6.  The structures that currently exist at the Gateway, are sufficient.  

7. Bad Economics:The annual budget for operating  the DDC shows an annual shortfall of  about $1.6MM. (This is an optimistic estimate. The building costs and revenue stream could produce  a much bigger shortfall!)  Whatever the shortfall, turns out to be, it is expected to be made up by philanthropic efforts. However, in the event that philanthropy cannot meet this financial obligation, the burden will certainly fall back on the taxpayers!  

8.  A shortfall in operating revenues and philanthropic efforts could lead to an ever increasing expansion of  unwanted events in the Preserve!  Who knows what other “uses”  they may decide to “allow” , once they’ve changed the MUSP/ORDINANCE  and are bleeding red ink on the cost of the project.

   -  More commercial vendors 

-  Concerts

-  Weddings

The infrastructure  proposed in the current DDC Plan (  Amphitheatre, ability for food preparation, parking for 900,  and night-time lighting ) would certainly be in place, to accommodate things like the above listed items. 

9.    The council admittedly stated at the Jan 11th council meeting that they want to build a “tourist attraction” there.   (Interestingly, at the DDC outreach meetings, presenters moved away from using this terminology as a mission objective.  This shift probably occurred because there was significant negative reaction to it after the Jan 11th council meeting. In this meeting, the “tourist attraction” theme was prominently touted). 

    A.   MANY residents DON’T WANT a tourist Attraction in the Preserve!

    B.  This completely violates the Preserve’s original concept, as well as Ordinance language, to keep it pristine.

10.  Despite the council’s claim to the contrary,  it is highly doubtful that  building a DDC will cause an additional  300,000 discretionary travelers to actually choose  to visit Scottsdale over other locations. 

A.   No specific and quantitative  research has been conducted to support this claim of economic  benefit.  The council cites only generalized information from other cities.  

B.   If this projection (regarding a significant increase in visitors to Scottsdale as a direct result of building the DDC)  is WRONG , it will not be the tourist industry that suffers.  The citizens will.  And, the bleeding will be far greater than the $1.6MM  deficit  currently anticipated.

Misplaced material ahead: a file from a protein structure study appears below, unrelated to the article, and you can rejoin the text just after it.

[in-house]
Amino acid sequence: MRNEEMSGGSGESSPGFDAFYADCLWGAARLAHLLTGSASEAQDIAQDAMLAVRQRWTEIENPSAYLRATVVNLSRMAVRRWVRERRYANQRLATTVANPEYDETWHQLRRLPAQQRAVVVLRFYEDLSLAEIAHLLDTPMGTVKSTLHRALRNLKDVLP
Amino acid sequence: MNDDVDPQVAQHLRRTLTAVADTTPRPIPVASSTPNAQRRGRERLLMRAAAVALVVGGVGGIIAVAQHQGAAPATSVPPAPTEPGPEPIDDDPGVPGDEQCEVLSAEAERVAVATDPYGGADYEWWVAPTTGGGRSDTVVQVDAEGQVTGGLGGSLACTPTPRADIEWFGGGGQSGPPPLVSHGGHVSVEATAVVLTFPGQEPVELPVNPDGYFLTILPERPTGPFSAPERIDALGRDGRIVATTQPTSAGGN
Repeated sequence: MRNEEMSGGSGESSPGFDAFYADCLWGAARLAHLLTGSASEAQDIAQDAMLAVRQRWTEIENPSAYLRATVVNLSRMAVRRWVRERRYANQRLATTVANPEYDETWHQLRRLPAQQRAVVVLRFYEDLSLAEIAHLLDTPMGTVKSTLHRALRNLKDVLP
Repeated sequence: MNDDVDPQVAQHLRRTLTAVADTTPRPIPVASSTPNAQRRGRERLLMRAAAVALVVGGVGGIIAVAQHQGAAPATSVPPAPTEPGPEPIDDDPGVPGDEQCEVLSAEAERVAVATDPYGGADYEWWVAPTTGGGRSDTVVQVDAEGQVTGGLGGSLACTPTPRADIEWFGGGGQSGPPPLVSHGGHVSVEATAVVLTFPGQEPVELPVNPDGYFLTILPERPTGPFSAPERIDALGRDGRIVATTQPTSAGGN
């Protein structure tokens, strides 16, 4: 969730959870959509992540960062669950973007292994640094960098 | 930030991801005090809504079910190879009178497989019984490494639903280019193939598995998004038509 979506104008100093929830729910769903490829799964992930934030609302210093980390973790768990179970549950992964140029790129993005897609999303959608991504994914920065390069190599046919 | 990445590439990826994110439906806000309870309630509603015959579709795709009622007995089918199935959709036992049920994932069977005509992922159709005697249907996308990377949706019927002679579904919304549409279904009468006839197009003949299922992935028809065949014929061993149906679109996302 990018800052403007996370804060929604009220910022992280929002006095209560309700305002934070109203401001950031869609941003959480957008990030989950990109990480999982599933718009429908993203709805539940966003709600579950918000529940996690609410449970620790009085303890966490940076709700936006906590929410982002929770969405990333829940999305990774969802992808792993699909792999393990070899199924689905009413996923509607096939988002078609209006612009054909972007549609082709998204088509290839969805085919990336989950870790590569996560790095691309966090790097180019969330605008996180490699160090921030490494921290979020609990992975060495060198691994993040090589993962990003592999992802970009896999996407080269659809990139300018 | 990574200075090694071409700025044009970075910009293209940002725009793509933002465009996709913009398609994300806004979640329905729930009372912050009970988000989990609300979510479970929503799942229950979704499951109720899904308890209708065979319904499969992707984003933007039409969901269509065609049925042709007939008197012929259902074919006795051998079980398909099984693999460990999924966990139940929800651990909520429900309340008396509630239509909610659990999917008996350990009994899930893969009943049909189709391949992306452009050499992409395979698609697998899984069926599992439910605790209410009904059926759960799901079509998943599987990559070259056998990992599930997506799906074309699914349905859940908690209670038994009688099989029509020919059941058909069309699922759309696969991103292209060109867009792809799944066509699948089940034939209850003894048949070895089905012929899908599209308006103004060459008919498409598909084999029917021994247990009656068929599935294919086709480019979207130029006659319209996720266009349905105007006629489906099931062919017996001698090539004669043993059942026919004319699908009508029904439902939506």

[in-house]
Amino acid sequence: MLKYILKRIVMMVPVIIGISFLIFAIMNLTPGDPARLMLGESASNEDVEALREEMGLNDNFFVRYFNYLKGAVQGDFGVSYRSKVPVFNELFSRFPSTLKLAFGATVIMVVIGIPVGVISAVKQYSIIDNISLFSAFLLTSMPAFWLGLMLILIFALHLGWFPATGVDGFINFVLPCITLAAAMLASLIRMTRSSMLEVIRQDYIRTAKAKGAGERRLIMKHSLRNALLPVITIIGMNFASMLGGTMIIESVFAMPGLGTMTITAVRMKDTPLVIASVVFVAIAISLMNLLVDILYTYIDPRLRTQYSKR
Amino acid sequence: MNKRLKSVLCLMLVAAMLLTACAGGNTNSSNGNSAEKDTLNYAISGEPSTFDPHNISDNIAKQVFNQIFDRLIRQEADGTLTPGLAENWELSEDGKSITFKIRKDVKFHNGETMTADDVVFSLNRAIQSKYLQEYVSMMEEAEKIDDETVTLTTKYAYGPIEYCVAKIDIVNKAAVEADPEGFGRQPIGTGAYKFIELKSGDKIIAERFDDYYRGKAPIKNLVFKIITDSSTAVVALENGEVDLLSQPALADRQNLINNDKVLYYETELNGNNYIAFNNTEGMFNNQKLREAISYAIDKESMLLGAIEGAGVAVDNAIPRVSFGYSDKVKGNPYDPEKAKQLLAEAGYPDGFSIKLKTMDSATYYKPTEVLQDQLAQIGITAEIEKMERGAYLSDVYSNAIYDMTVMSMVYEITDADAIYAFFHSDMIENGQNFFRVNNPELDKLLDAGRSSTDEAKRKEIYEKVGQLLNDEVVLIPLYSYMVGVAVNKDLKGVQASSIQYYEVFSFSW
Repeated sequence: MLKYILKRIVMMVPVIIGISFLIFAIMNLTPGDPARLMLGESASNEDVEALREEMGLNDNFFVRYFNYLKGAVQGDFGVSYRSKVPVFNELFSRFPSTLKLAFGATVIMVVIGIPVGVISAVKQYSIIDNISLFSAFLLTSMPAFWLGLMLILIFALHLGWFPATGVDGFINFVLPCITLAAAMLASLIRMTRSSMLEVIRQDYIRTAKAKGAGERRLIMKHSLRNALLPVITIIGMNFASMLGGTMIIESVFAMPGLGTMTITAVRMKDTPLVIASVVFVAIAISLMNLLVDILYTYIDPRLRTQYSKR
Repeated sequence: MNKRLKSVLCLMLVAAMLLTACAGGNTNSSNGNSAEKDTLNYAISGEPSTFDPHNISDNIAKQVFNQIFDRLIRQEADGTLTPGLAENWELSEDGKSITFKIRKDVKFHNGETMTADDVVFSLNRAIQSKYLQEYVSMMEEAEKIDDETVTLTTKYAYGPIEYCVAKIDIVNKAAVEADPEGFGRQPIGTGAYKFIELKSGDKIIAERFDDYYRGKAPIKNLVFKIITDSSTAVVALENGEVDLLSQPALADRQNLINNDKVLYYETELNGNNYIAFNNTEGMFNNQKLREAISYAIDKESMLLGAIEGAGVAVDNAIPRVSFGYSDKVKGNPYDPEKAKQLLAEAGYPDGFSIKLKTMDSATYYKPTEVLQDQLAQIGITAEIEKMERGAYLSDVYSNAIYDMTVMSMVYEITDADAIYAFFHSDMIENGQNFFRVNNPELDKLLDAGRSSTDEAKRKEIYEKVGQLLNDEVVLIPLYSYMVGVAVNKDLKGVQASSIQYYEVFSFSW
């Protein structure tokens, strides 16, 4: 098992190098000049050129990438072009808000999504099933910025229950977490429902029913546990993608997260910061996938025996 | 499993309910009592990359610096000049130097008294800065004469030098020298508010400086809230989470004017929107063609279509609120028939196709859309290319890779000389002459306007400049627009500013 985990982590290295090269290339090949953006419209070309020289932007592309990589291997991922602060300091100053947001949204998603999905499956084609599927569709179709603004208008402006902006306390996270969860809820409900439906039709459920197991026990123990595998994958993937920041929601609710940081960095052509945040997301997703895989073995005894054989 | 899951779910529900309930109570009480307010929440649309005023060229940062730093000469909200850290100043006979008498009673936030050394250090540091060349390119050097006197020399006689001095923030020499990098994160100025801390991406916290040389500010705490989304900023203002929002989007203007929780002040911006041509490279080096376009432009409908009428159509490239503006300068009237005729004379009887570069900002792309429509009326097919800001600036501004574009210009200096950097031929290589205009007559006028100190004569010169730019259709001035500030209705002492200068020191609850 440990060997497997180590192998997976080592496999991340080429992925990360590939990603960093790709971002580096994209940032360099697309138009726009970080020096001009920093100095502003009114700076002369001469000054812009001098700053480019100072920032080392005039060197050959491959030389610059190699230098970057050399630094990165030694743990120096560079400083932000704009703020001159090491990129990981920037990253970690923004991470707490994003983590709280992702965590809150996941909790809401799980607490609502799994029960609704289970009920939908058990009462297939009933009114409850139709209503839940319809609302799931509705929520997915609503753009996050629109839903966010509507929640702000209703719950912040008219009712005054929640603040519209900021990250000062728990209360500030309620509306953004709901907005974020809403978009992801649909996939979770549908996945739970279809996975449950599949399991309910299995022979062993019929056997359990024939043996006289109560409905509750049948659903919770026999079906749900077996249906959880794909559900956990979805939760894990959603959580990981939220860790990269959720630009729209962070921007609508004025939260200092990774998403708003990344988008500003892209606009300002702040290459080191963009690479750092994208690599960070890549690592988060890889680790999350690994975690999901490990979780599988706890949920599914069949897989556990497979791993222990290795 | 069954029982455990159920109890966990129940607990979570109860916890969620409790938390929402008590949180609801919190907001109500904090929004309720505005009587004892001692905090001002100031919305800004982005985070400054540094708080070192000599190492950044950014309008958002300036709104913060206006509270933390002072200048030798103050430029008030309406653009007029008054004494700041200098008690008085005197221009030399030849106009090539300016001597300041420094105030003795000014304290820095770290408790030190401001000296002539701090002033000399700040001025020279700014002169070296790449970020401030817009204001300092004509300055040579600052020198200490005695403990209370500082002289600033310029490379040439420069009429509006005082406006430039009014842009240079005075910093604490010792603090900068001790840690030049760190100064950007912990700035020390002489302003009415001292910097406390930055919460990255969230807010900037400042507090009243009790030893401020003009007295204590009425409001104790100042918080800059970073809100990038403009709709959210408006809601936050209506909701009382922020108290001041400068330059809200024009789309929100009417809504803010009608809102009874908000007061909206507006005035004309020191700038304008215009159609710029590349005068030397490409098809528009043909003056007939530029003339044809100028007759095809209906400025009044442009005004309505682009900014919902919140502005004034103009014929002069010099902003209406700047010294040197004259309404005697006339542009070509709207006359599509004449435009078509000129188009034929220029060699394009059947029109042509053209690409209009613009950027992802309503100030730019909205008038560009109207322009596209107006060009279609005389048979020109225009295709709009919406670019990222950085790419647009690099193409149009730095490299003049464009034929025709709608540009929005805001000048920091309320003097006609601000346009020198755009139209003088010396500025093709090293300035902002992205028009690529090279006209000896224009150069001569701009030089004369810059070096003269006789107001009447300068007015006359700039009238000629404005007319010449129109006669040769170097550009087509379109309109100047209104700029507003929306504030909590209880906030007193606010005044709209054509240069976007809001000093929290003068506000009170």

11.  Additional traffic  (particularly on Bell and Thompson Peak) could be extremely cumbersome and dangerous for residents,  hikers, and school children! 

A.  The effect of an extra 300,000 visitors to the Gateway also has not been quantitatively studied.  Officials from the DDC make generalized remarks that some official in the city can, and eventually will, speak to this;  that residents should not worry. They themselves however,   appear to have zero understanding of  the issue.

B.  In addition to having major increases in the number of vehicles in the area, the fact that Thompson Peak narrows to just two lanes in specific places, could  significantly accentuate this  traffic problem. 

12.   Conservation Issues: The original purpose of CREATING  a Preserve was to protect our wildlife and their habitats, to protect the natural flora of the Sonoran Desert, and to maintain into perpetuity the unspoiled nature,  magnificence,  and beauty of this area.  Putting the DDC within the Preserve runs contrary to all the above!

A.  What the city and the DDC would like to build, (regardless of whether it is the latest proposal, or a modified version of that) is, in their own words, a tourist attraction, attracting a couple hundred thousand more visitors each year.    The plan that is currently favored includes :

- building numerous more structures (for a total of 15) 

- over an expanse of perhaps 30 acres 

-  providing Stewards with office space

- providing visitors with gift shops and food vendors  

-  adding  parking for hundreds  more vehicles, 

-  and providing night lighting to cover the parking areas. 

B.   Who  could even stand up and make the argument that there will NOT be an adverse effect on  the wildlife, the flora and the pristine nature of the Preserve!?   

1.  NO effect on 25 species of mammals!   35 species of reptiles and       amphibians? 128 identified species of birds?